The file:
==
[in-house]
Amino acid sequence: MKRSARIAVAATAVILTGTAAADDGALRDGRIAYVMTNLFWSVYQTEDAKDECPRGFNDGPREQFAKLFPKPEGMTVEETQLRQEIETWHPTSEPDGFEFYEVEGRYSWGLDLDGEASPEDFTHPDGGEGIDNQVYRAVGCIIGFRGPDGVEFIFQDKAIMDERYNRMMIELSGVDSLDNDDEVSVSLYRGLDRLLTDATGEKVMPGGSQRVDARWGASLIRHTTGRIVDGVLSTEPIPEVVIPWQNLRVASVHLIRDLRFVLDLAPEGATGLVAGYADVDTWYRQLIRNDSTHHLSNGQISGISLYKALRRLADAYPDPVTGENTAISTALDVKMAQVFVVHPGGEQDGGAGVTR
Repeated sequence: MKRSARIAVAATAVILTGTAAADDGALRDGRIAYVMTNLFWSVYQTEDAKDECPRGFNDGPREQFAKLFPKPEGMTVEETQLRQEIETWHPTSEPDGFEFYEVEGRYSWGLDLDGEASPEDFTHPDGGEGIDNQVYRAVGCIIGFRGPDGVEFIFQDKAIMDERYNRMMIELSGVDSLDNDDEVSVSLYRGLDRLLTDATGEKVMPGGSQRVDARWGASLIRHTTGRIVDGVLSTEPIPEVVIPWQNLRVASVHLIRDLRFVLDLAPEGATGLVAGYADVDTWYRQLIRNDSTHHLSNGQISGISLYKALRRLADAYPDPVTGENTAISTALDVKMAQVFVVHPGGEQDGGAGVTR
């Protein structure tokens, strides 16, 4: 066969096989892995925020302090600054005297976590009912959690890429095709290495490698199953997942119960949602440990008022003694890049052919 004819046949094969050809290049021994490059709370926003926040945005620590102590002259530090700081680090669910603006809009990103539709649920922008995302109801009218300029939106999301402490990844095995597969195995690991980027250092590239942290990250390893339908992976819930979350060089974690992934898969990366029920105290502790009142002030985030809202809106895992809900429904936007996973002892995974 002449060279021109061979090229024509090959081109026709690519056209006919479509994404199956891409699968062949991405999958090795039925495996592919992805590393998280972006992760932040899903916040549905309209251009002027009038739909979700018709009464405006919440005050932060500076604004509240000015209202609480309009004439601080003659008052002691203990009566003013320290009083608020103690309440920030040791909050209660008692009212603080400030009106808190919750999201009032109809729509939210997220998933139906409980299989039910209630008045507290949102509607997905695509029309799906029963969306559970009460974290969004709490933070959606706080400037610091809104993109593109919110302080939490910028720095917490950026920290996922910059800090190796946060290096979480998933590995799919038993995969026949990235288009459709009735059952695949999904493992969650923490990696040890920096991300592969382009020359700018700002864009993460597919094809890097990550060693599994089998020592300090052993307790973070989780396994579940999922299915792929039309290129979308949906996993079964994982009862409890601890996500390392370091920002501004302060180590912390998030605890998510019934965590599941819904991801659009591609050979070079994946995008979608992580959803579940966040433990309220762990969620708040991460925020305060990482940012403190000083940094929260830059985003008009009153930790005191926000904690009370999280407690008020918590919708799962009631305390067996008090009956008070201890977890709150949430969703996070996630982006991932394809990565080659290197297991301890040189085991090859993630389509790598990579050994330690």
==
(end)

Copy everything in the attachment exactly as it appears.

[in-house]
Amino acid sequence: MKRSARIAVAATAVILTGTAAADDGALRDGRIAYVMTNLFWSVYQTEDAKDECPRGFNDGPREQFAKLFPKPEGMTVEETQLRQEIETWHPTSEPDGFEFYEVEGRYSWGLDLDGEASPEDFTHPDGGEGIDNQVYRAVGCIIGFRGPDGVEFIFQDKAIMDERYNRMMIELSGVDSLDNDDEVSVSLYRGLDRLLTDATGEKVMPGGSQRVDARWGASLIRHTTGRIVDGVLSTEPIPEVVIPWQNLRVASVHLIRDLRFVLDLAPEGATGLVAGYADVDTWYRQLIRNDSTHHLSNGQISGISLYKALRRLADAYPDPVTGENTAISTALDVKMAQVFVVHPGGEQDGGAGVTR
Repeated sequence: MKRSARIAVAATAVILTGTAAADDGALRDGRIAYVMTNLFWSVYQTEDAKDECPRGFNDGPREQFAKLFPKPEGMTVEETQLRQEIETWHPTSEPDGFEFYEVEGRYSWGLDLDGEASPEDFTHPDGGEGIDNQVYRAVGCIIGFRGPDGVEFIFQDKAIMDERYNRMMIELSGVDSLDNDDEVSVSLYRGLDRLLTDATGEKVMPGGSQRVDARWGASLIRHTTGRIVDGVLSTEPIPEVVIPWQNLRVASVHLIRDLRFVLDLAPEGATGLVAGYADVDTWYRQLIRNDSTHHLSNGQISGISLYKALRRLADAYPDPVTGENTAISTALDVKMAQVFVVHPGGEQDGGAGVTR
């Protein structure tokens, strides 16, 4: 066969096989892995925020302090600054005297976590009912959690890429095709290495490698199953997942119960949602440990008022003694890049052919 004819046949094969050809290049021994490059709370926003926040945005620590102590002259530090700081680090669910603006809009990103539709649920922008995302109801009218300029939106999301402490990844095995597969195995690991980027250092590239942290990250390893339908992976819930979350060089974690992934898969990366029920105290502790009142002030985030809202809106895992809900429904936007996973002892995974 002449060279021109061979090229024509090959081109026709690519056209006919479509994404199956891409699968062949991405999958090795039925495996592919992805590393998280972006992760932040899903916040549905309209251009002027009038739909979700018709009464405006919440005050932060500076604004509240000015209202609480309009004439601080003659008052002691203990009566003013320290009083608020103690309440920030040791909050209660008692009212603080400030009106808190919750999201009032109809729509939210997220998933139906409980299989039910209630008045507290949102509607997905695509029309799906029963969306559970009460974290969004709490933070959606706080400037610091809104993109593109919110302080939490910028720095917490950026920290996922910059800090190796946060290096979480998933590995799919038993995969026949990235288009459709009735059952695949999904493992969650923490990696040890920096991300592969382009020359700018700002864009993460597919094809890097990550060693599994089998020592300090052993307790973070989780396994579940999922299915792929039309290129979308949906996993079964994982009862409890601890996500390392370091920002501004302060180590912390998030605890998510019934965590599941819904991801659009591609050979070079994946995008979608992580959803579940966040433990309220762990969620708040991460925020305060990482940012403190000083940094929260830059985003008009009153930790005191926000904690009370999280407690008020918590919708799962009631305390067996008090009956008070201890977890709150949430969703996070996630982006991932394809990565080659290197297991301890040189085991090859993630389509790598990579050994330690």